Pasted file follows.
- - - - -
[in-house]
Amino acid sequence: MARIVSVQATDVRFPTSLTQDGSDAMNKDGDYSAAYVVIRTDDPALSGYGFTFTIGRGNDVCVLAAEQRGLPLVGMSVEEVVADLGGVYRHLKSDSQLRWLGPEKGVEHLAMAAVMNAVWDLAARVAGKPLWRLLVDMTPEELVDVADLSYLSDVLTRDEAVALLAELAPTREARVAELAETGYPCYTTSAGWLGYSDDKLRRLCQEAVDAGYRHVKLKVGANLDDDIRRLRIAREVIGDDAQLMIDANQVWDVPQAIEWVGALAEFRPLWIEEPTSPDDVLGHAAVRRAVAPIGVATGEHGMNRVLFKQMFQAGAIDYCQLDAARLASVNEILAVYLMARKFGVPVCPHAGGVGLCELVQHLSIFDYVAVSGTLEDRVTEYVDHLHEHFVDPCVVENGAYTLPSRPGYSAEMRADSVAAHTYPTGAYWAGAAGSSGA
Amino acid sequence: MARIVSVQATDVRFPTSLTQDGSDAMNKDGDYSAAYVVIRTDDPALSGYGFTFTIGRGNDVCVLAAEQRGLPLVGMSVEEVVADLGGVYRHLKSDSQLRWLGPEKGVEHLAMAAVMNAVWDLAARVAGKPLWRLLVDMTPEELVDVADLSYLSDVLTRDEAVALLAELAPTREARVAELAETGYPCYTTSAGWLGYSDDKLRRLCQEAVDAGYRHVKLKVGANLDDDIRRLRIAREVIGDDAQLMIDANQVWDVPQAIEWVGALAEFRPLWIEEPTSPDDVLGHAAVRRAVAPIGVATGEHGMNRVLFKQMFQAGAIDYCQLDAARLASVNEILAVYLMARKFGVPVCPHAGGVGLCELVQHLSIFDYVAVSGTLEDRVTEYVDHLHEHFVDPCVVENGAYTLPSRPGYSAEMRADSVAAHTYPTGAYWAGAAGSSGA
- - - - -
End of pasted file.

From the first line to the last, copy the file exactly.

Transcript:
[in-house]
Amino acid sequence: MARIVSVQATDVRFPTSLTQDGSDAMNKDGDYSAAYVVIRTDDPALSGYGFTFTIGRGNDVCVLAAEQRGLPLVGMSVEEVVADLGGVYRHLKSDSQLRWLGPEKGVEHLAMAAVMNAVWDLAARVAGKPLWRLLVDMTPEELVDVADLSYLSDVLTRDEAVALLAELAPTREARVAELAETGYPCYTTSAGWLGYSDDKLRRLCQEAVDAGYRHVKLKVGANLDDDIRRLRIAREVIGDDAQLMIDANQVWDVPQAIEWVGALAEFRPLWIEEPTSPDDVLGHAAVRRAVAPIGVATGEHGMNRVLFKQMFQAGAIDYCQLDAARLASVNEILAVYLMARKFGVPVCPHAGGVGLCELVQHLSIFDYVAVSGTLEDRVTEYVDHLHEHFVDPCVVENGAYTLPSRPGYSAEMRADSVAAHTYPTGAYWAGAAGSSGA
Amino acid sequence: MARIVSVQATDVRFPTSLTQDGSDAMNKDGDYSAAYVVIRTDDPALSGYGFTFTIGRGNDVCVLAAEQRGLPLVGMSVEEVVADLGGVYRHLKSDSQLRWLGPEKGVEHLAMAAVMNAVWDLAARVAGKPLWRLLVDMTPEELVDVADLSYLSDVLTRDEAVALLAELAPTREARVAELAETGYPCYTTSAGWLGYSDDKLRRLCQEAVDAGYRHVKLKVGANLDDDIRRLRIAREVIGDDAQLMIDANQVWDVPQAIEWVGALAEFRPLWIEEPTSPDDVLGHAAVRRAVAPIGVATGEHGMNRVLFKQMFQAGAIDYCQLDAARLASVNEILAVYLMARKFGVPVCPHAGGVGLCELVQHLSIFDYVAVSGTLEDRVTEYVDHLHEHFVDPCVVENGAYTLPSRPGYSAEMRADSVAAHTYPTGAYWAGAAGSSGA